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Hairdresser relaxing the hair on an African woman head and also using comb to stretch and apply the relaxer cream through the hair

A Missouri woman recently filed a new hair relaxer lawsuit in the U.S. District Court for the Western District of Missouri. She claims that after regularly using products made by L’Oréal, SoftSheen Carson, Strength of Nature, and Namaste, she suffered from serious injuries. She seeks both compensatory and punitive damages.

Plaintiff Claims Regular Use of Hair Relaxers Led to Ovarian Cancer

According to her complaint, the plaintiff was first exposed to the defendants’ products around 1991, when she was 16 years old. She applied them to her scalp or had another individual apply them, following the instructions for use. She never saw any indication on the product packaging or otherwise, that normal use could cause her to develop serious health problems.

In February 2010, when she was 35 years old, she was diagnosed with ovarian cancer. She underwent a laparoscopic hysterectomy in March 2020, then underwent an additional surgical procedure in June 2020. She then had to go through numerous rounds of chemotherapy in 2013 and began additional rounds in June 2022.

She blames the defendants for her condition, claiming they failed to warn consumers about the dangerous risks associated with their products.

Study Links Frequent Use of Hair Relaxers with Higher Risk of Ovarian Cancer

The National Institutes of Health (NIH) has been conducting comprehensive research on risk factors for female cancers. Called the “Sister Study,” it includes over 33,000 participants. The institute published some of the early results in 2021.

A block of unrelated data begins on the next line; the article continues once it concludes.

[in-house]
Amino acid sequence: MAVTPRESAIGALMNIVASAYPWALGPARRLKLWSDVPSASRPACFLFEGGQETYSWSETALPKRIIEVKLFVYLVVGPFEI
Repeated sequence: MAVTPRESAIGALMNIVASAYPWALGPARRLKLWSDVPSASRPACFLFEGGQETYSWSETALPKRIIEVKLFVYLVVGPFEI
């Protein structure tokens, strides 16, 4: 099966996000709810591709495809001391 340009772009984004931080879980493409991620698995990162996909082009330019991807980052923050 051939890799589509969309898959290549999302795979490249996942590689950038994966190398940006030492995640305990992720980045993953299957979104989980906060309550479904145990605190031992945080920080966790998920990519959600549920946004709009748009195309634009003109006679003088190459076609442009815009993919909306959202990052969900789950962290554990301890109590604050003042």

In “Use of Hair Products in Relation to Ovarian Cancer Risk,” the researchers examined the question, “Are hair products—which may contain carcinogens and endocrine disruptors that can be absorbed through the scalp and into the bloodstream—related to ovarian cancer incidence?”

After excluding women with a history of ovarian cancer or surgery to remove the ovaries, the scientists looked at data from over 40,000 women ages 35-74. These participants completed questionnaires on the hair products they used, including hair dyes, straighteners/relaxers, and permanents/body waves, over the past 12 months.

Over a mean follow-up of 10 years, 241 women were diagnosed with ovarian cancer. Frequent use (more than four times per year) of straighteners/relaxers or pressing products in the past year was associated with an increased risk of ovarian cancer when compared to never use.

“Our novel findings suggest that frequent use of hair straighteners/relaxers or pressing products,” the researchers wrote, “which are primarily used by African American/Black women…may be associated with the occurrence of ovarian cancers.”

Other Studies Link Regular Use of Hair Relaxers to Other Female Cancers

Research has shown a connection between the use of chemical hair relaxers and other hormone-sensitive female cancers, including uterine and breast cancer.

In a 2022 study—also part of the Sister Study—scientists found that ever vs. never use of straightening products in the past 12 months was associated with higher incident uterine cancer rates The association was stronger when comparing frequent use (more than 4 times in the past 12 months) vs. never use. The use of other hair products like dyes and permanents or body waves was not associated with uterine cancer.

In a 2021 study, scientists used data from the Black Women’s Health Study to find some evidence that heavy use of lye-containing hair relaxers may be associated with an increased risk of breast cancer.

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